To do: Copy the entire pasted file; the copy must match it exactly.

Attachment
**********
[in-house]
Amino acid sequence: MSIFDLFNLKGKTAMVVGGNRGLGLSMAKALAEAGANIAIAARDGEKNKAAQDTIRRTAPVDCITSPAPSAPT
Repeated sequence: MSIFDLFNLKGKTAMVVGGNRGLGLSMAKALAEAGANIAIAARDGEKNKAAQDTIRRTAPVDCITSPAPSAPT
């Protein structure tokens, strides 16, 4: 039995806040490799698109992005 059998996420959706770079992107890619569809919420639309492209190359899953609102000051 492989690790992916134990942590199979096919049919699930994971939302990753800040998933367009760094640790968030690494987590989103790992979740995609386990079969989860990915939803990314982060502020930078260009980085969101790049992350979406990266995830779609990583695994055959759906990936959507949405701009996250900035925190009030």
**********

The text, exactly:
[in-house]
Amino acid sequence: MSIFDLFNLKGKTAMVVGGNRGLGLSMAKALAEAGANIAIAARDGEKNKAAQDTIRRTAPVDCITSPAPSAPT
Repeated sequence: MSIFDLFNLKGKTAMVVGGNRGLGLSMAKALAEAGANIAIAARDGEKNKAAQDTIRRTAPVDCITSPAPSAPT
């Protein structure tokens, strides 16, 4: 039995806040490799698109992005 059998996420959706770079992107890619569809919420639309492209190359899953609102000051 492989690790992916134990942590199979096919049919699930994971939302990753800040998933367009760094640790968030690494987590989103790992979740995609386990079969989860990915939803990314982060502020930078260009980085969101790049992350979406990266995830779609990583695994055959759906990936959507949405701009996250900035925190009030």